I noted that the survival rates were lower in Blacks (aHR: 1.70, p < 0.001) and Asians (aHR: 1.57, p = 0.01) compared with White patients. Notably, Asian patients tended to have aggressive PHL subtypes (i.e. T cell NHL) with diffuse tumor infiltration.51 Furthermore, chronic liver disease before the onset of hepatic lymphoma was reported in 44% of Japanese cases compared to only 9.6% of Western cases.17,53 Regarding the year of diagnosis, the survival improved in the most recent calendar period (2001–2012), and new drugs such as Rituximab may have played a major role.54 Rituximab is an anti-CD20 monoclonal antibody, FDA approved in 1997 for the treatment of relapsed or refractory indolent B cell lymphomas, and then in 2006 approved as a frontline therapy for patients with diffuse large B cell or follicular B cell NHL.

There are several limitations to the present study. The SEER database provides no information regarding whether chemo-immunotherapy was administered. In addition, no data regarding the pattern of liver infiltration and viral status are provided. Although this analysis was restricted, the extranodal NHL affects liver diagnosed by pathology, with no history of prior, or a concurrent cancer diagnosis. Actually, I could not meet the strict criteria for PHL suggested by Caccamo et al.,34 and some cases were not actually PHL, and were cases of secondary liver involvement with extrahepatic disease. However, no standard diagnostic criteria of PHL exist, and some have accepted cases as being primary, describing predominant liver involvement, even with the presence of extrahepatic disease.3,31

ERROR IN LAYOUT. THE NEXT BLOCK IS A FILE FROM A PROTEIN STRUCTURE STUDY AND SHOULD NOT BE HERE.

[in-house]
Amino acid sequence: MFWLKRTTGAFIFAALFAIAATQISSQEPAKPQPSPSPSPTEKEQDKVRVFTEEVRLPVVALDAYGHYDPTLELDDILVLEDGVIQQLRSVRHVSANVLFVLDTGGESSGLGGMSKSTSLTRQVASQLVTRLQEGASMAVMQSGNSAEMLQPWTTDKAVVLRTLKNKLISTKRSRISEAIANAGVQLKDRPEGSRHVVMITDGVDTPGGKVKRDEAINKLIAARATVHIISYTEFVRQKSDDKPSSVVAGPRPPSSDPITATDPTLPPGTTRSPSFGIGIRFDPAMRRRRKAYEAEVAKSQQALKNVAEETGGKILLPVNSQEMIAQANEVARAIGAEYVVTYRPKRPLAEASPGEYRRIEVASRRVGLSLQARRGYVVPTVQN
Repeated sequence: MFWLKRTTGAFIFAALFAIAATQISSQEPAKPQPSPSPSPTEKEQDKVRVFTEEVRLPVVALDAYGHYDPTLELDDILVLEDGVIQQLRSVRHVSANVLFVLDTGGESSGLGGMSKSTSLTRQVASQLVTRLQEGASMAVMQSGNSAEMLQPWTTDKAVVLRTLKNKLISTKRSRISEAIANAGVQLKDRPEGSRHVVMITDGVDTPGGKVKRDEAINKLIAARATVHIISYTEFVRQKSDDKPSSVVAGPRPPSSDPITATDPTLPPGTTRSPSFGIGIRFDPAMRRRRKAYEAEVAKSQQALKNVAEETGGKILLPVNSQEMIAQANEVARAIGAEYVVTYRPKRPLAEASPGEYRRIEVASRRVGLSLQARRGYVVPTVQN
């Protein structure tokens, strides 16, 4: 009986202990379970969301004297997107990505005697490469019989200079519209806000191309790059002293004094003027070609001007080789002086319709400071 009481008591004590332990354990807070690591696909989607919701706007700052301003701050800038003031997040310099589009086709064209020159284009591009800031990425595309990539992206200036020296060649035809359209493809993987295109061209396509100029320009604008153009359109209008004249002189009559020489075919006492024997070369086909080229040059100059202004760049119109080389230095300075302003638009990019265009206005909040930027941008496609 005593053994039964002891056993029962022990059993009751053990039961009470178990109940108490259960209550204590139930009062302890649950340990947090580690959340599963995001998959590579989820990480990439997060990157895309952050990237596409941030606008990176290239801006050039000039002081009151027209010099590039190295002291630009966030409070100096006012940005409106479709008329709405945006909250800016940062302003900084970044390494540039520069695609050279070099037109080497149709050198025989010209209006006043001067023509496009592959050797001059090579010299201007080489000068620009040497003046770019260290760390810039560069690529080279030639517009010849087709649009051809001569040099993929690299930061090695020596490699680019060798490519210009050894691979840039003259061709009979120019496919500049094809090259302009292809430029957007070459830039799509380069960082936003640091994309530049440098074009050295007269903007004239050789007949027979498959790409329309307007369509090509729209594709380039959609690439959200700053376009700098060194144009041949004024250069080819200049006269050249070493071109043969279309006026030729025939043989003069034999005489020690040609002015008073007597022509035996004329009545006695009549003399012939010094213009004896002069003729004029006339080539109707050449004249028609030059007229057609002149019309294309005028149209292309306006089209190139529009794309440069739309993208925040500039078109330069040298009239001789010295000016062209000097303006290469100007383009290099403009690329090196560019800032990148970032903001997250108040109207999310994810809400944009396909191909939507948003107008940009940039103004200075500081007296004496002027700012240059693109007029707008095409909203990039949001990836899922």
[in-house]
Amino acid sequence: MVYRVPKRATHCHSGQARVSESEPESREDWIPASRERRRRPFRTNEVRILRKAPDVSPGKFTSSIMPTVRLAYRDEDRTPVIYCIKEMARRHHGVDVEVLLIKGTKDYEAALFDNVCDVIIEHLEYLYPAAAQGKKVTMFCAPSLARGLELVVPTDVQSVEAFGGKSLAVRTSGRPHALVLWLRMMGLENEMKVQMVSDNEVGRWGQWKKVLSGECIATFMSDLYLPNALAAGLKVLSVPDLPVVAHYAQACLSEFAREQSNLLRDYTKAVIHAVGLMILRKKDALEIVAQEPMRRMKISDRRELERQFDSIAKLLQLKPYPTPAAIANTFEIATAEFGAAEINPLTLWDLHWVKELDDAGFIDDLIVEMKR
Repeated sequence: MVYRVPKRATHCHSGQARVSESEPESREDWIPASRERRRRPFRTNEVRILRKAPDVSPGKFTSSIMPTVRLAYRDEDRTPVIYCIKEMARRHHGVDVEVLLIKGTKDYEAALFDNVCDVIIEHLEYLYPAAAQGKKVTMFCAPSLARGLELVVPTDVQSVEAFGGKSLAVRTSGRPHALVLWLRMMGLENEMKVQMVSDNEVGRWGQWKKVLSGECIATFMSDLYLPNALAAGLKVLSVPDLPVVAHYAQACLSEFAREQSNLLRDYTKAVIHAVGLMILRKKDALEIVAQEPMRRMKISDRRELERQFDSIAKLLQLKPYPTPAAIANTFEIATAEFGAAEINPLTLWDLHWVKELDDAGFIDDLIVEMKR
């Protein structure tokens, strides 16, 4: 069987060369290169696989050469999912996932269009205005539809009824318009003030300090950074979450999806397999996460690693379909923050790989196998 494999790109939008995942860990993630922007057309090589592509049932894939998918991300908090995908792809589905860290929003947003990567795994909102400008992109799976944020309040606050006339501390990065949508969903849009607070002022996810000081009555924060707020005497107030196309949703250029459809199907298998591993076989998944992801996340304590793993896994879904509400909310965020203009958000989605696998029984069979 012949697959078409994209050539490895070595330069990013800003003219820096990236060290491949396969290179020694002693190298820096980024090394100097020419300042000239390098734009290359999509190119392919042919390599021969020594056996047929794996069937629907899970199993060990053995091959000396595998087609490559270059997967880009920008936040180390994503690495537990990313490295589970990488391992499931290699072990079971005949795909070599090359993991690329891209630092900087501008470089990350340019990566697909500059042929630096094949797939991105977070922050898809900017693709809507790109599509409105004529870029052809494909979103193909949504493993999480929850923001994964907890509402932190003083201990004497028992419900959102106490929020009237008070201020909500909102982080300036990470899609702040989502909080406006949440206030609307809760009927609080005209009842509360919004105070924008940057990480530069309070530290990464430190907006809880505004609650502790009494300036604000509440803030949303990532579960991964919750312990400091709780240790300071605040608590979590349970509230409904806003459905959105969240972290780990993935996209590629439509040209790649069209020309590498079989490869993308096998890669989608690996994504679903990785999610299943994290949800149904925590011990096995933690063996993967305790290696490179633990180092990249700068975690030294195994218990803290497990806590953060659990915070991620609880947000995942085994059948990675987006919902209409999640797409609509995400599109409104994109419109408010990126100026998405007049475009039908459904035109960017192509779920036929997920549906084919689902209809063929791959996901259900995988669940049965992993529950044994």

In the USA, over a long period of time, first primary NHL of the liver has accounted for about 0.3% of all NHLs. The most common histological variant was DLBCL (63.2%). It appears that the survival of patients with hepatic NHL has improved since 2000. This could reflect the more frequent use of novel agents, such as with rituximab as upfront management of NHLs. Asian and Black patients had more frequent aggressive T cell NHL with poor outcomes, which could be related to an endemic viral infection, such as with HTLV-1 or EBV.